Over the past 15 months, we have witnessed policymakers grappling with how to respond to the spread of COVID-19 across the globe. In the United States, policymakers at local, state, and federal levels have faced difficult decisions regarding the degree to which citizens should interact with each other, how much of the economy should be curtailed, and how to allocate scarce testing and hospital resources. These decisions have been informed and guided by a set of epidemiological models.
In this webinar, we analyze the performance of the models used to forecast the spread of COVID-19 and relate differences in performance to differing modeling approaches and structures. For example, some COVID-19 models are “bottom-up” and model the interactions between individuals and communities in detail. Others are “top-down” and attempt to capture the high-level dynamics of the spread. Some models include uncertainty, while others are deterministic. Certain models are designed to inform policy decisions, while others are meant to provide forecasts.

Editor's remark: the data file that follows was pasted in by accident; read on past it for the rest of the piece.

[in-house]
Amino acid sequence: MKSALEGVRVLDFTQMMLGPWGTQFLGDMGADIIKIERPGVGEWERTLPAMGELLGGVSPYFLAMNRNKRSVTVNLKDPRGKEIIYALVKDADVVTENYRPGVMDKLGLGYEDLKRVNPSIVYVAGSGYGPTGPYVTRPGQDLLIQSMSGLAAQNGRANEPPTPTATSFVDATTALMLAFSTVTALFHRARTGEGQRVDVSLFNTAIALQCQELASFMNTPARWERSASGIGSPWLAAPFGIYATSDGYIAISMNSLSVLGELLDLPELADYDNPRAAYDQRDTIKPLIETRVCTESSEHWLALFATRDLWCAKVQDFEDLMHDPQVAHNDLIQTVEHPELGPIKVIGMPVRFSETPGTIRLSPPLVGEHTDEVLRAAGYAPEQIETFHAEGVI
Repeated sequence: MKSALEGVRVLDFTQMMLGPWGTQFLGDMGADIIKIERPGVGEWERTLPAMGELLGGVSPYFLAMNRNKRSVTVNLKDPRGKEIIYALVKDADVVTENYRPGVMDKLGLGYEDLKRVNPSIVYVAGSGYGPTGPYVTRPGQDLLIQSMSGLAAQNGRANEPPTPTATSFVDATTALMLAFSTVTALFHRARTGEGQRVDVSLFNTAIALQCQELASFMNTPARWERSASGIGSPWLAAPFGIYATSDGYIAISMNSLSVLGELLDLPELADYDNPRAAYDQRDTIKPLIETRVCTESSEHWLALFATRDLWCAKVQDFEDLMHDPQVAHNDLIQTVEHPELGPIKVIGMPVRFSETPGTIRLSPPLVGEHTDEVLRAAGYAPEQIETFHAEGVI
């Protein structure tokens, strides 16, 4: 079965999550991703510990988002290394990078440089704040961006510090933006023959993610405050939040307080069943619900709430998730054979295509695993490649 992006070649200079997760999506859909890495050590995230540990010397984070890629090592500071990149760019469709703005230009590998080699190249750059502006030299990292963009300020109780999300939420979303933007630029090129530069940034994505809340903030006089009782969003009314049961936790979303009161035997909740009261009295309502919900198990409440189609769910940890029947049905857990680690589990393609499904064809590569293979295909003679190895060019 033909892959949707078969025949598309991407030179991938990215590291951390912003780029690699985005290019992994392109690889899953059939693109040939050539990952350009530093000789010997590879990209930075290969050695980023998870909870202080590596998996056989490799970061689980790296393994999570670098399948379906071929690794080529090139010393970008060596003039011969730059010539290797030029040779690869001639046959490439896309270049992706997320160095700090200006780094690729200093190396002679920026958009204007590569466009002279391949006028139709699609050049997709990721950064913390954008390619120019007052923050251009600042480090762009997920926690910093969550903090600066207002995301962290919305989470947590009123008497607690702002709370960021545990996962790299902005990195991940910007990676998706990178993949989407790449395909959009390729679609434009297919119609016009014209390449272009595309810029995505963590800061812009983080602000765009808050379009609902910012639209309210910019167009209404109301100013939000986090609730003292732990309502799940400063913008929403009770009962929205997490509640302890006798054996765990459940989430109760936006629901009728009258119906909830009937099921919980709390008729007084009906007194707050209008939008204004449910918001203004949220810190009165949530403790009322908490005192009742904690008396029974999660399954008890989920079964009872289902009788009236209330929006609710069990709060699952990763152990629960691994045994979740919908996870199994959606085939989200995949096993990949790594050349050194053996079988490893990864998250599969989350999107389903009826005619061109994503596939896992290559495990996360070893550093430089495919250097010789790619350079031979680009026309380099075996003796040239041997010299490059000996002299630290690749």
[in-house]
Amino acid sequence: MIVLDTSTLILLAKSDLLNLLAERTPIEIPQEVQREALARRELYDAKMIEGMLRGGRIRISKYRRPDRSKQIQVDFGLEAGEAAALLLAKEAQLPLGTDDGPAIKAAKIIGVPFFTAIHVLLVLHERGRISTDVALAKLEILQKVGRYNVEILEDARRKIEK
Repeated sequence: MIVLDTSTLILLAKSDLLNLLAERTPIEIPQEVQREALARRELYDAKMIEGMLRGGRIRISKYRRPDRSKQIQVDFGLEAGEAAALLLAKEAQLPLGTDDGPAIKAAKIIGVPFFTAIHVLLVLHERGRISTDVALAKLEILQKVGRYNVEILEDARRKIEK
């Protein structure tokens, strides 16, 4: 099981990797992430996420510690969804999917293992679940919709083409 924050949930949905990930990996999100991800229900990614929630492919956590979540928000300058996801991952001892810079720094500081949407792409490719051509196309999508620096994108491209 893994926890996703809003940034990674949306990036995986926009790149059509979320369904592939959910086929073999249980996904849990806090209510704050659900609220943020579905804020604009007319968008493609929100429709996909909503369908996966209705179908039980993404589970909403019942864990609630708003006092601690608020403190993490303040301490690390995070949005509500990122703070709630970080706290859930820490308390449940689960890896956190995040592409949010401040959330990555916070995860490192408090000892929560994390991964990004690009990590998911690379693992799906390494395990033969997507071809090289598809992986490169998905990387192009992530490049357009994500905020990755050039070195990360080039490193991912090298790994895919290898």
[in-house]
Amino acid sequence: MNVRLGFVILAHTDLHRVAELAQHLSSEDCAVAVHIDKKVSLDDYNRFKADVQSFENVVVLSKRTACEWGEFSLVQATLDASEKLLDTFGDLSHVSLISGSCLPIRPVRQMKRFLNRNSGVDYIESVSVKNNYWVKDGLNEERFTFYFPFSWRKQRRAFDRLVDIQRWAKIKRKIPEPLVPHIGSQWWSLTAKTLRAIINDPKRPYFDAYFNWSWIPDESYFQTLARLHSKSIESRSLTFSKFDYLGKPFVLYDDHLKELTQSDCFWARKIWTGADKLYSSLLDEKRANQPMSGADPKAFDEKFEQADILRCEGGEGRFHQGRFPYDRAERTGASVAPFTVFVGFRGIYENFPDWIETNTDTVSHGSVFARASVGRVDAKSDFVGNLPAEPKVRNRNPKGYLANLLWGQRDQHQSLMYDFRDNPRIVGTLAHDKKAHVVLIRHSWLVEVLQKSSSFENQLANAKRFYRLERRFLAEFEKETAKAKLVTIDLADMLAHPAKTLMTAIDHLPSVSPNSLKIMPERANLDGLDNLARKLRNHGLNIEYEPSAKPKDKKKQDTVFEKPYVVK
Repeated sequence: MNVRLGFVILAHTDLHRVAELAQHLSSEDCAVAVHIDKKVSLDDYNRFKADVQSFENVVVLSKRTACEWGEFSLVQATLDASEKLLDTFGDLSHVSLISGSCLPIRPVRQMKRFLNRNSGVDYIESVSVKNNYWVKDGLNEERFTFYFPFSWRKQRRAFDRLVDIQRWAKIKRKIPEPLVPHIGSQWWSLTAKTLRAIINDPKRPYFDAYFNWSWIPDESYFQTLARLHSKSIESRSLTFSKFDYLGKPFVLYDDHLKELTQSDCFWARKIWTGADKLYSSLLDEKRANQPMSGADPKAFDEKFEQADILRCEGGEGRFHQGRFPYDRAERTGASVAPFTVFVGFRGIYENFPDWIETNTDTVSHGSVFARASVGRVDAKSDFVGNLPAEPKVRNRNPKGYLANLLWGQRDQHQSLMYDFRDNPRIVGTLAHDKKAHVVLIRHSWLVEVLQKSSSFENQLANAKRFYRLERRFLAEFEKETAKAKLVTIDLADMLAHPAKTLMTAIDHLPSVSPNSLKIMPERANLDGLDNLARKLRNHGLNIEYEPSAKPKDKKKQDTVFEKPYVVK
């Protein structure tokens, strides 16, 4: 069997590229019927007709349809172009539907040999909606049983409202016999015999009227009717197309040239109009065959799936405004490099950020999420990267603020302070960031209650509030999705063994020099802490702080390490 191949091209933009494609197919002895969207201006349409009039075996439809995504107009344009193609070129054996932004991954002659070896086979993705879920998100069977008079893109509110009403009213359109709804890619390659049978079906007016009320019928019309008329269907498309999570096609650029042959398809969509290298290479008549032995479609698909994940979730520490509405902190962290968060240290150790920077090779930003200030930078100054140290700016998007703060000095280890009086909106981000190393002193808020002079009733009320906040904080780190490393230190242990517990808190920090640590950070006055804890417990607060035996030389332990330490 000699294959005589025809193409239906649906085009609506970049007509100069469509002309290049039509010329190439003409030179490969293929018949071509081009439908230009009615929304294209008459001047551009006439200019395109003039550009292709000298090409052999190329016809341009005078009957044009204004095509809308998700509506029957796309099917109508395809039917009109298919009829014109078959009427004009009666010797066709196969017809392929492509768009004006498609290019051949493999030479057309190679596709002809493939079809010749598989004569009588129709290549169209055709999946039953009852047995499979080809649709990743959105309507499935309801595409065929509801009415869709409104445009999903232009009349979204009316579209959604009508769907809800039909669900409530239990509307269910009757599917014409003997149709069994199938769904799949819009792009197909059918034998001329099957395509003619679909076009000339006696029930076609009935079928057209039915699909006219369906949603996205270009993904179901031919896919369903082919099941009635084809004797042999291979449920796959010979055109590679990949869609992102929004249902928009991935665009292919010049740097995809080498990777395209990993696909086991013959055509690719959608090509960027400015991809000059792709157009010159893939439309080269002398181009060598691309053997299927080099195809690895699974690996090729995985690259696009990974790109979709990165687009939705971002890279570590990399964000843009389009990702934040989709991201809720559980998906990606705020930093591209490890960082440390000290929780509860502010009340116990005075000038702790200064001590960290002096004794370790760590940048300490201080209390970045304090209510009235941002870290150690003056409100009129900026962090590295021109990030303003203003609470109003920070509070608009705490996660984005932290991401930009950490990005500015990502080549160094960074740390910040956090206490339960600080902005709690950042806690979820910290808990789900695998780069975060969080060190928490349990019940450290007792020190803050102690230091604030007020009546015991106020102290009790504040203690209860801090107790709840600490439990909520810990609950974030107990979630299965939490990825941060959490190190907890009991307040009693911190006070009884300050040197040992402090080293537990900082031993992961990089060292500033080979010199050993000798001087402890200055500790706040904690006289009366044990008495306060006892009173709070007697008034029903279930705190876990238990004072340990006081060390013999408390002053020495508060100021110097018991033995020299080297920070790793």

We compare the performance of these models to a simple, two-equation model that we have used to forecast the spread of COVID-19 at the national, state, and local level. This model could serve as a forecasting benchmark.
Eric Bickel is Professor and Director of the Graduate Program in Operations Research & Industrial Engineering at The University of Texas at Austin. His research interests include the theory and practice of decision making under uncertainty and its application to business strategy and public policy. He is a partner and member of the board of management consulting firm Strategic Decisions Group.
Carl Spetzler is an author, speaker, and consultant with more than 40 years of experience working with top management and boards to make value-creating strategic decisions in the face of uncertainty. He is a co-author of Decision Quality: Value Creation from Better Business Decisions (Wiley, 2016). Carl is chairman of management consulting firm Strategic Decisions Group.